A Reason to Smile by Alan Kaufman

Posted in journal updates with tags , , , , , on February 15, 2012 by Tim Elhajj

The esteemed Alan Kaufman closes out our winter issue with A Reason to Smile. This story is an excerpt from Kaufman’s new book, Drunken Angel.

A Reason to Smile is wonderfully pointed criticism of American values, especially care for the poor, mentally ill and homeless. It’s exactly the sort of political, self-aware writing we love.

We visited San Francisco and heard Alan read from Drunken Angel and were suitably impressed. We’re so proud to present his work on Junk.

Later this month we’ll sit down with Alan to discuss writing and recovery.

When You Wake Up by Aimee E. Millwood

Posted in journal updates with tags , , , on January 16, 2012 by Tim Elhajj

Aimee Millwood lights the house on fire with her story, When You Wake Up.

I’m so blow away by this piece. I love how she stays in the aftermath of the event throughout the story. Absolutely the best way to tell a story like this, so unrelenting and frightening for the reader (smart, smart choice to tell it in second person).

The fine detail and excellent imagery stand as testaments to her recovery, the return of her skill with language. And the ending… Just sublime. I can totally relate, I’m sure most people will.

A String of Lights by Allison McCabe

Posted in journal updates with tags , , on November 15, 2011 by Tim Elhajj

Allison McCabe closes the door on the Fall 2011 issue with her haunting look at the San Fernando Valley in A String of Lights.

I love how unabashedly nostalgic this piece feels, but without pulling any of its punches, the way talk of the past often does.

Junk is proud to present, Allison McCabe, my friends.

Allison McCabe.

New work for October will get you “High”

Posted in journal updates on October 17, 2011 by Tim Elhajj

Higher Ground, the new work for October, is an amazing piece.

Most people consider addiction a disease. But if it is a disease, the stories we read about addiction are unlike any ever told about, say, cancer or autism. With addiction, there is usually some element of contrition. Not that there shouldn’t be. After all, if it is a disease, it’s a disease like no other.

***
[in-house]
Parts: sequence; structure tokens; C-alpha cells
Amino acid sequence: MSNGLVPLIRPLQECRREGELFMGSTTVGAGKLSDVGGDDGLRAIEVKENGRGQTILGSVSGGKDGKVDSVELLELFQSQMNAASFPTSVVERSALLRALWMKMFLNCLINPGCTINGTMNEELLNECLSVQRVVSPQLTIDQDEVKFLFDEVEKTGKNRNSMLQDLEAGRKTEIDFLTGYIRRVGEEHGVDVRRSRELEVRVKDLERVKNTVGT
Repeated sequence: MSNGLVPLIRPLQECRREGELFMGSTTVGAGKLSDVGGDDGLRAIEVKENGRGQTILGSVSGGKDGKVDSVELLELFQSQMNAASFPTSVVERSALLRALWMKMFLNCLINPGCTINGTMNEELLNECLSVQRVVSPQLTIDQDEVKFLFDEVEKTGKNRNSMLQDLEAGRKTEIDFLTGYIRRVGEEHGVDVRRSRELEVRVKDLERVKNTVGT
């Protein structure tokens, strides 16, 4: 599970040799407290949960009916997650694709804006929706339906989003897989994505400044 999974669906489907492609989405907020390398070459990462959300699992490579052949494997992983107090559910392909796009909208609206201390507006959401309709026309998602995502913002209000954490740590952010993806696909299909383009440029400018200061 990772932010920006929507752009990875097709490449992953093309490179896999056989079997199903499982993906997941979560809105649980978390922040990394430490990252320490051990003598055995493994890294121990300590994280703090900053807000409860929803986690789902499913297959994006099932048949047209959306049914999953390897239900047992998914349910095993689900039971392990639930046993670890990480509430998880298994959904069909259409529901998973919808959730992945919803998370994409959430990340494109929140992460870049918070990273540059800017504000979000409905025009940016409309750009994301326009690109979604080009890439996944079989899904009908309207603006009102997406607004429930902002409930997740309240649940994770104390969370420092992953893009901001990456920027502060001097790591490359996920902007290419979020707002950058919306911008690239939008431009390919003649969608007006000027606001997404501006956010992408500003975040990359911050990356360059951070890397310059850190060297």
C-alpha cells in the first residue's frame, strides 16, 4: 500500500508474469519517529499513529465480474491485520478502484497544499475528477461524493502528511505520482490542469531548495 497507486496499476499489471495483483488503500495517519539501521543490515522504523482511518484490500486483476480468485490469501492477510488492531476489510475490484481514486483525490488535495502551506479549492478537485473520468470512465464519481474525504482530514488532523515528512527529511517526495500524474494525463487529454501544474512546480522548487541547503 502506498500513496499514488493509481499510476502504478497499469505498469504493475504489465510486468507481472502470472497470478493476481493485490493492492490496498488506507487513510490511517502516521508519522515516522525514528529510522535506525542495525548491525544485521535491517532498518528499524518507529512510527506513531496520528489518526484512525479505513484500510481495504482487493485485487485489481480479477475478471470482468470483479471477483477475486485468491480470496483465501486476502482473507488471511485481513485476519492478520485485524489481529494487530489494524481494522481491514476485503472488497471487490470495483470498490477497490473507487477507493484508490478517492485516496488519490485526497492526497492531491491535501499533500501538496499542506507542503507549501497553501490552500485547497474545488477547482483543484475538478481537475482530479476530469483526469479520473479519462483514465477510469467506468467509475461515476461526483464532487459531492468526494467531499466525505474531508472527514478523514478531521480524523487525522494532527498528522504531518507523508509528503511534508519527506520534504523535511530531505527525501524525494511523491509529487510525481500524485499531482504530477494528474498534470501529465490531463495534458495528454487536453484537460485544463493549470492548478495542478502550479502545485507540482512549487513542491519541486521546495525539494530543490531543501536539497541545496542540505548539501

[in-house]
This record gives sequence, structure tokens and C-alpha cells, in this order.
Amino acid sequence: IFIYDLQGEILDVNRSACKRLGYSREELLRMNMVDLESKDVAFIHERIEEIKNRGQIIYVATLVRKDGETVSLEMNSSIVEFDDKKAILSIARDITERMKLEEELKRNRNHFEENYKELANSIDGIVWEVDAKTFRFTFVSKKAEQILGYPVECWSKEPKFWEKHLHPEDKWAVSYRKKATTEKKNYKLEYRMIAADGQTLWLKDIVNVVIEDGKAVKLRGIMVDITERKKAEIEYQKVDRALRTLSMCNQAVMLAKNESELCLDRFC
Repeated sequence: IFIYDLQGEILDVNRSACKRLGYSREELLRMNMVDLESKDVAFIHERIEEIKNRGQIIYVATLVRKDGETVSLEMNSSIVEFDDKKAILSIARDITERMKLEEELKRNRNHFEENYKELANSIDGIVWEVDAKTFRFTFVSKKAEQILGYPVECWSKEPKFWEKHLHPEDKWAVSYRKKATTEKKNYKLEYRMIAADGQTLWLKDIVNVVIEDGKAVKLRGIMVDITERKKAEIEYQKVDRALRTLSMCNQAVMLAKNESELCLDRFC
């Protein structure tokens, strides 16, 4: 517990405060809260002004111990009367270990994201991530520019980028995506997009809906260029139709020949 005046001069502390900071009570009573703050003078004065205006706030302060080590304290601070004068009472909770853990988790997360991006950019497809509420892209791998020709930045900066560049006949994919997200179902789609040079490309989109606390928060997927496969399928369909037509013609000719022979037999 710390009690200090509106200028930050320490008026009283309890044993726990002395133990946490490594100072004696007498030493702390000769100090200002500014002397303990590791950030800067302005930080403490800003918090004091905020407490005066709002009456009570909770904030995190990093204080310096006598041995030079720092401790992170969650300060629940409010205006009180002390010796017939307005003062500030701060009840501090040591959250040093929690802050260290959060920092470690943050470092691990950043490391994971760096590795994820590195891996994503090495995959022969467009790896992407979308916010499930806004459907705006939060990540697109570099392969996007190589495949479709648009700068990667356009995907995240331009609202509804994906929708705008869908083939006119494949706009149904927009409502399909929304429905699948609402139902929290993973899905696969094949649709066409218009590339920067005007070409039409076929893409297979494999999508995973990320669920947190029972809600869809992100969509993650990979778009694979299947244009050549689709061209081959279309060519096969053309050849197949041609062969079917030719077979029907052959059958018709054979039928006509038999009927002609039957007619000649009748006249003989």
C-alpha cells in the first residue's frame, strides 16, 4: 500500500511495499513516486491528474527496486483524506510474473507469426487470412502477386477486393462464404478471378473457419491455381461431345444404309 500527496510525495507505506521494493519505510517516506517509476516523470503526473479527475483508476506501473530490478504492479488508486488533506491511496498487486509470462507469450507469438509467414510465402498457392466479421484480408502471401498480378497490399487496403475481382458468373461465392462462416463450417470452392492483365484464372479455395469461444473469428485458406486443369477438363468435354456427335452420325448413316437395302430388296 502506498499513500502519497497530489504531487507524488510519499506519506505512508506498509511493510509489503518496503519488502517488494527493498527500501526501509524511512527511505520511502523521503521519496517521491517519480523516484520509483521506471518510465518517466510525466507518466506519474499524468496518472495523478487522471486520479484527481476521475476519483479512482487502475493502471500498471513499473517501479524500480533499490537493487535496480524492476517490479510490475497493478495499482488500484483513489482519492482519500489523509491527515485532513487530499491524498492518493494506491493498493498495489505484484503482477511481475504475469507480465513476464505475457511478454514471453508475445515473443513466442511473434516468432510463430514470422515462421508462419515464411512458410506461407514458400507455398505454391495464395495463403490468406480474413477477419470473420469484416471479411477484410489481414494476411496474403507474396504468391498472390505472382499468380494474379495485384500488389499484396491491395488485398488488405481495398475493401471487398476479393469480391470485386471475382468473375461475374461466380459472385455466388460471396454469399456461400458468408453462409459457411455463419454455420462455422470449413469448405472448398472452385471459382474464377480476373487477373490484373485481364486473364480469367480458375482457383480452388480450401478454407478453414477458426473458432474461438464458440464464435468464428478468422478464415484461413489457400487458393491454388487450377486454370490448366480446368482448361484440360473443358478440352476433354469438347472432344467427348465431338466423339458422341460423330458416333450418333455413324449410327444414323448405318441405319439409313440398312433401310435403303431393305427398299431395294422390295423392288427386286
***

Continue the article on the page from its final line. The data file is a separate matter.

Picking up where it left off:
But when you come across a story that does something different, as Higher Ground does, it’s really quite amazing. Not an ounce of contrition. But it’s not a romantic story about the old days, either. And there is something spiritual here. Some sort of natural commune with nature.

Check it out. See if you agree.

Brock Kingsley kicks off Junk’s Fall issue with All Filler

Posted in journal updates with tags , , , , , on September 19, 2011 by Tim Elhajj

Brock Kingsley’s story, All Filler, kicks off a new Fall season on Junk!

All Filler captures the capricious nature of addiction, the mystery of how some people fall, while others narrowly miss disaster. It’s a mesmerizing story.

In the comments section, Gary Presley, author of Seven Wheelchairs: A Life beyond Polio, notes how subtly Kingsley ratchets up the tension, even as the story’s opening line reveals the ending. Until Gary mentioned it, I hadn’t noticed that aspect of the story. Part of the joy of sharing these stories is when someone points out something I might have otherwise never noticed. I love these conversations!

Upcoming Fall issue contributors include Joe Whalen and Allison McCabe. We couldn’t be more pleased with the wonderful stories we’ve been so fortunate to receive at Junk.